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Common United States Armed Forces Recruiting Terms
Recruiters for the United States Armed Forces work with individuals considering enlisting in the military. A recruiter will assist a potential recruit in obtaining a contract with a branch of the armed forces. Below are six terms to be familiar with if you are considering military service.
Army – The oldest and largest branch of the military. The Army is the branch of the United States Armed Forces that is responsible for land-based operations. The Army National Guard and Army Reserve are both parts of the U.S. Army.
Navy – A branch of the United States Military responsible for naval operations. The U.S. Navy is the largest navy in existence, with bases and ships around the world.
Coast Guard – A branch of the U.S. Military responsible for defense of America’s coastal areas. The length of the United States coastline is over 12,000 miles.
Air Force – The branch of military service responsible for aerial warfare. The air force was once the Army Air Corps but was made into an independent branch after the successful use of planes in World War II.
Marine Corps – A branch of the U.S. Military that works closely with the Navy as an expeditionary force. The Marine Corps is frequently used to implement American foreign policy because its units are highly mobile and able to respond quickly.
ASVAB – The Armed Services Vocational Aptitude Battery is a test taken by potential military recruits to determine their qualifications for the armed services. A potential recruit’s score on the ASVAB determines what branches of the armed service they may enlist in.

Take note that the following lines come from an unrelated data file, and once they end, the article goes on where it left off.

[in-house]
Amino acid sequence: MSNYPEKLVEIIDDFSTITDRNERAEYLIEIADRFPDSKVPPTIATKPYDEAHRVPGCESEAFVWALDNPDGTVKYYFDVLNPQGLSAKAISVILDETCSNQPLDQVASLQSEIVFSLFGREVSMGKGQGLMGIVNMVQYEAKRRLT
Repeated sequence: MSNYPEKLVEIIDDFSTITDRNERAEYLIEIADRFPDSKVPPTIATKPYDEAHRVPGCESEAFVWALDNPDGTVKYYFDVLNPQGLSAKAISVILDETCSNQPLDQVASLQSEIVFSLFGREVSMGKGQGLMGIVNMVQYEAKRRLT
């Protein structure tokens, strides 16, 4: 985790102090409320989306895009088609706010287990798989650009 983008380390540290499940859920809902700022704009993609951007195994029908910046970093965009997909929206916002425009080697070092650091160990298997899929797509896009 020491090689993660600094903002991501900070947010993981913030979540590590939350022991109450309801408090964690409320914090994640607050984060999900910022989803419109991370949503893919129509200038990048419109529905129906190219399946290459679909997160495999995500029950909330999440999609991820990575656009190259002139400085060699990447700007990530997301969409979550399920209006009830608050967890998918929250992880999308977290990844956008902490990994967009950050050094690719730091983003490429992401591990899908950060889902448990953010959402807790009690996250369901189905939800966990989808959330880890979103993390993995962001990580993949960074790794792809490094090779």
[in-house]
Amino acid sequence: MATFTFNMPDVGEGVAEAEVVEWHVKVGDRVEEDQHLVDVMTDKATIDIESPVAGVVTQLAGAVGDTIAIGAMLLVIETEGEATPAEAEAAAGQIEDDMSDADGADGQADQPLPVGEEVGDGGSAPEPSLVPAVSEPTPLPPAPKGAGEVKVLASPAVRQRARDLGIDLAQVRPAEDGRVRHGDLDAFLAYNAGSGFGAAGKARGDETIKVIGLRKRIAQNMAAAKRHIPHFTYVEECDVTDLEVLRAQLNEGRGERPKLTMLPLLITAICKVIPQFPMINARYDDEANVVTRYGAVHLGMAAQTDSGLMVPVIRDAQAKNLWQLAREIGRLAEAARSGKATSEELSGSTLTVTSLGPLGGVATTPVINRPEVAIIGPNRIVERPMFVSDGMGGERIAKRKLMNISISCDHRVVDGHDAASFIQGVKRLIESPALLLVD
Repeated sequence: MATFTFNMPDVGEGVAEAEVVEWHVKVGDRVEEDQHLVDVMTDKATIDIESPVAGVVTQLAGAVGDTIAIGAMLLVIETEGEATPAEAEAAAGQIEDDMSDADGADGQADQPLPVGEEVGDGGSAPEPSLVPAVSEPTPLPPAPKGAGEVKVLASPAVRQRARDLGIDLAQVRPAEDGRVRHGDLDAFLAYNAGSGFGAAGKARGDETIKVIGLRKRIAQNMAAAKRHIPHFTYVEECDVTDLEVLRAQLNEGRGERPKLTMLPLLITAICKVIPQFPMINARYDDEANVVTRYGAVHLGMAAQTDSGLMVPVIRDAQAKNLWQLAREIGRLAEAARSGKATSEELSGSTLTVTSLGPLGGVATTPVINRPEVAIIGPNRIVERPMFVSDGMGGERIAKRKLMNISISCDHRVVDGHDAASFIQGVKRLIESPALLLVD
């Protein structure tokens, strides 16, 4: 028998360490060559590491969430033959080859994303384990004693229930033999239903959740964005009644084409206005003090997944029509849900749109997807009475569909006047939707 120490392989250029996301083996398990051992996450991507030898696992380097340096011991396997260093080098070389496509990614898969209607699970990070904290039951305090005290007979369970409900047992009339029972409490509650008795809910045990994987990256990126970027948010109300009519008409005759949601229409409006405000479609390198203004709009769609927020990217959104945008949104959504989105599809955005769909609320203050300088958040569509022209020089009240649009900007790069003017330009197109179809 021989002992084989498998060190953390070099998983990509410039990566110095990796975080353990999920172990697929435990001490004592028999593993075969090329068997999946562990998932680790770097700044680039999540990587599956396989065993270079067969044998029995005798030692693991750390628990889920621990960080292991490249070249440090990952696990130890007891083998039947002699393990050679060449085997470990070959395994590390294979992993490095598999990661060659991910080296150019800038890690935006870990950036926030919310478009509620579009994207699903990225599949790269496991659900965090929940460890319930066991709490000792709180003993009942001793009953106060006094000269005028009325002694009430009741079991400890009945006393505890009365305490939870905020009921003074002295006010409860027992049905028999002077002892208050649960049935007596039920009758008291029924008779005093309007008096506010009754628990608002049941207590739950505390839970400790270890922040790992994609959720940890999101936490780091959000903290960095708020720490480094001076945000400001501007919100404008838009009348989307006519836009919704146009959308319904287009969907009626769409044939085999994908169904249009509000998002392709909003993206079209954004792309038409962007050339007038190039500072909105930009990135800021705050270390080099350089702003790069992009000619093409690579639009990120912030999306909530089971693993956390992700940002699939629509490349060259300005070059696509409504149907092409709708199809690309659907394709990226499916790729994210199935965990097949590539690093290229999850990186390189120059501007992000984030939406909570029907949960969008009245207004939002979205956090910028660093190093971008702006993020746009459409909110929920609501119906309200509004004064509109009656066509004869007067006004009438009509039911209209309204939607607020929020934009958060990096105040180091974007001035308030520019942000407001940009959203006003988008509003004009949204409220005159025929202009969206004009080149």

For most of its history, the United States government has employed a volunteer military. In order to staff the Armed Forces with talented men and women who are willing to serve, large scale recruitment is necessary. While recruitment is especially important during times of war, trained military personnel and civilians work constantly to ensure that their rolls are well staffed with new members.
Most of these efforts are now spearheaded on a Federal level, but National Guard and Army Reserve troops may still be enlisted through state efforts. Each arm of the Armed Forces is generally responsible for their own campaigns, with the campaigns of the Army and the Navy being perhaps the best known of any of the branches. These campaigns tend to focus not simply on the sense of national duty and honor that often compels soldiers to join, but also on the many career advancement opportunities that are now available through service.
There are over 1,400 locations around the United States where those who are interested in learning more about the opportunities available to those who work in service of US defense can go to get this information. The more than 9,500 professionals who staff these stations can provide information on the qualifications that are required to sign up for the Army, Navy, Air Force or Coast Guard. While some of these staffers are civilians, most are currently active, ranking officers who can talk in more depth about the life of a service man or woman. Anyone is welcome to schedule a no obligation visit to these facilities to talk about anything from the specifics of becoming a Marine to the educational funds available to veterans.